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The basics ...Don't buy more long-term coverage than you'll need

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Consumers should purchase only those long-term care benefits they actually need, rather than merely accepting and paying for extra benefits being pushed by insurers, said Martin Weiss, PhD, chairman of Weiss Ratings Inc., in a news release.

If chosen carefully, however, long-term care policies can provide vital protection down the road, he added.

To help consumers navigate the complex maze of long-term care policies available, Weiss Ratings has recently compiled a national database of benefits, prices and ratings, advising consumers to follow five basic steps:

Step 1. Make sure you actually need long-term care insurance. You may have a sizable nest egg of savings to cover your health care costs and no need to pass on those assets to your heirs, or you may have family members who will take care of you. In either case, long-term care insurance is not an absolute necessity; it's merely an option.

Step 2. Buy long-term care insurance at a stage in your life that is best for you not best for the salesperson. If you buy when you're too young, you could wind up paying premiums for many years unnecessarily. If you wait too long, the premiums can be exorbitant.

The chart shown on page 23, based on Weiss Ratings' database covering approximately 14,100 premium quotes for 20 companies, can help you time your decision.

Rates rise gradually until you approach age 60, and begin to skyrocket soon thereafter.

At 60, for example, you'd pay an average of $771.19 per year for a comprehensive policy covering nursing home care, community-based care and home health care with a four-year benefit period, a 60-day deductible period and a $100 daily benefit.

By contrast, at age 70, you can expect to pay, on average, $1,699.61 more than double the amount for the exact same policy.

Step 3. Buy only the benefits you need. The bare-bones basics, with no special extras, are nursing home care, community-based care (e.g., adult day care, assisted living, etc.) and home care. Benefits that might be nice to have but which you may not need include:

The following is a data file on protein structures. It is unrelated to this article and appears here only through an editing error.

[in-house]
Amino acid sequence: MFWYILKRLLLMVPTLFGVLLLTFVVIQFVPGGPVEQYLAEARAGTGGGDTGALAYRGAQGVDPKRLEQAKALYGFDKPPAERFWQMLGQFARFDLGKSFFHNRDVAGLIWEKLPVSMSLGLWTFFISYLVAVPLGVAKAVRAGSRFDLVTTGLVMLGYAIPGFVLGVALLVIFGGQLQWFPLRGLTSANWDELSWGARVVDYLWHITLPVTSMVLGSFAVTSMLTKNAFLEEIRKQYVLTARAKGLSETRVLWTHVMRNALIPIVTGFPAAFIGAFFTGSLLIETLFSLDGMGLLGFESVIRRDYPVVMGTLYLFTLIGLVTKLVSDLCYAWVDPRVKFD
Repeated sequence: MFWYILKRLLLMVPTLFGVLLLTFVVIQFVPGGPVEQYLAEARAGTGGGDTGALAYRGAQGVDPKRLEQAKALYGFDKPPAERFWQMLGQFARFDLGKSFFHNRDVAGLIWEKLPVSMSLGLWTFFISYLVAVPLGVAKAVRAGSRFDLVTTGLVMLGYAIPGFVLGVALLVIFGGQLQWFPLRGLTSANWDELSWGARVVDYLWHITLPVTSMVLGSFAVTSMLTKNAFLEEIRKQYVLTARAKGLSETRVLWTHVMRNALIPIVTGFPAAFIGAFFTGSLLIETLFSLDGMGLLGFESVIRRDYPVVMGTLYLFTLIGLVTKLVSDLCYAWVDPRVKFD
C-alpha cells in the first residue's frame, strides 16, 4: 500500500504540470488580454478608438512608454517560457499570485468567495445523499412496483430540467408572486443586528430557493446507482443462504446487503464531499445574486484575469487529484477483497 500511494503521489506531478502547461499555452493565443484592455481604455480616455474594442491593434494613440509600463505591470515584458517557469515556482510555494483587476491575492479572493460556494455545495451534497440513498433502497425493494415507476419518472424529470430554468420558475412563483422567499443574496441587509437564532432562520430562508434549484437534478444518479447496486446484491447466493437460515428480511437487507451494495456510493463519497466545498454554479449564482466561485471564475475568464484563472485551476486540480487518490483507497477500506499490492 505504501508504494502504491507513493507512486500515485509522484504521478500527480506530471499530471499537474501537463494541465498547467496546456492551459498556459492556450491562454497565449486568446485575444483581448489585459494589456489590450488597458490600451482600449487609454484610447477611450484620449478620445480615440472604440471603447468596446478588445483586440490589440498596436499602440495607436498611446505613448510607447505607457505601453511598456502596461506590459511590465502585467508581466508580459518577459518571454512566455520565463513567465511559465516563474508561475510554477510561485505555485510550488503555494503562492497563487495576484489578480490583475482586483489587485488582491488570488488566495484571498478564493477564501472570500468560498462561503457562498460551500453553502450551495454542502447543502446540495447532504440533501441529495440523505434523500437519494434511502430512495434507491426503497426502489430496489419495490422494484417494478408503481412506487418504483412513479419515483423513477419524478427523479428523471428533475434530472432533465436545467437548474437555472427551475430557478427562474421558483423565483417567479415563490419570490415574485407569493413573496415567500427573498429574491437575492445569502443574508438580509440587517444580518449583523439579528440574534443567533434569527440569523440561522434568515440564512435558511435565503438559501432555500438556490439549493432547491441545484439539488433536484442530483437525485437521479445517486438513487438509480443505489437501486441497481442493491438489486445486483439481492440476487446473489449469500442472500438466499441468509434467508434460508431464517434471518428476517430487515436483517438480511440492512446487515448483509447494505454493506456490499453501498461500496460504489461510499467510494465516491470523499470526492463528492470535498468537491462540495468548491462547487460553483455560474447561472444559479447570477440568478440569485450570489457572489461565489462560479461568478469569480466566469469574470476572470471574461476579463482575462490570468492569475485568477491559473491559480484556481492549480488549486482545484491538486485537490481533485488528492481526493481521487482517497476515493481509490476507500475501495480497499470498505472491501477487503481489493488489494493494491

?Inflation protection. This is less important if you will be collecting benefits within the next few years. It is more necessary if you expect to use the benefit 10 or 20 years down the road.

?Waiver of premium. This lets you stop paying your premiums once you've been receiving benefits for a certain length of time. For instance, if a disability or illness prevents you from earning an income, this would allow you to stop paying premiums during that period.

?Nonforfeiture. You don't lose what you've paid into your policy even if you stop paying premiums.

?Restoration of benefits. Even if you've used a portion of your maximum benefit period, if enough time elapses with no further claims, your full maximum benefit period will be restored.

Plus, there are three other ways you can reduce the cost:

?You can accept a lower daily benefit;

?You can accept a shorter coverage period; or

?You can ask for a longer deductible period, (i.e., the time when you pay your own expenses before the insurance kicks in).

Step 4. You can save a lot of money by shopping around. Often, you can find a cheaper policy with another company offering almost the same benefits. Some companies may be trying to make a larger profit, while others may be out to get more business. On the other hand, some companies may assume you're a significant risk, while others do not.

Step 5. Make sure your insurance company is going to live longer than you do! In the early 1990s, several large insurance companies failed. Today, most long-term care insurers are financially stable, but some are not. Consumers can obtain customized lists of long-term care policies based on their individual circumstances and outlining benefit options, premium rates offered in their state and the Weiss Safety Rating for each company at a cost of $49.

Weiss Ratings can be contacted at 4176 Burns Road, Palm Beach Gardens, Fla. 33410, or by calling 800-289-9222. For more information, visit the Weiss Ratings Web site at

www.weissratings.com.

In addition to long-term care reports, Weiss Ratings issues customized reports on Medicare supplement insurance, safety ratings on more than 16,000 financial institutions, including HMOs, life and health insurers, Blue Cross Blue Shield plans, property and casualty insurers, banks and brokers.

Weiss also rates the Y2K preparedness of many insurers and banks, as well as the risk-adjusted performance of more than 5,000 mutual funds.

Weiss receives no compensation from the companies it rates. Revenues are derived strictly from sales of its products to consumers, businesses, agents and libraries.

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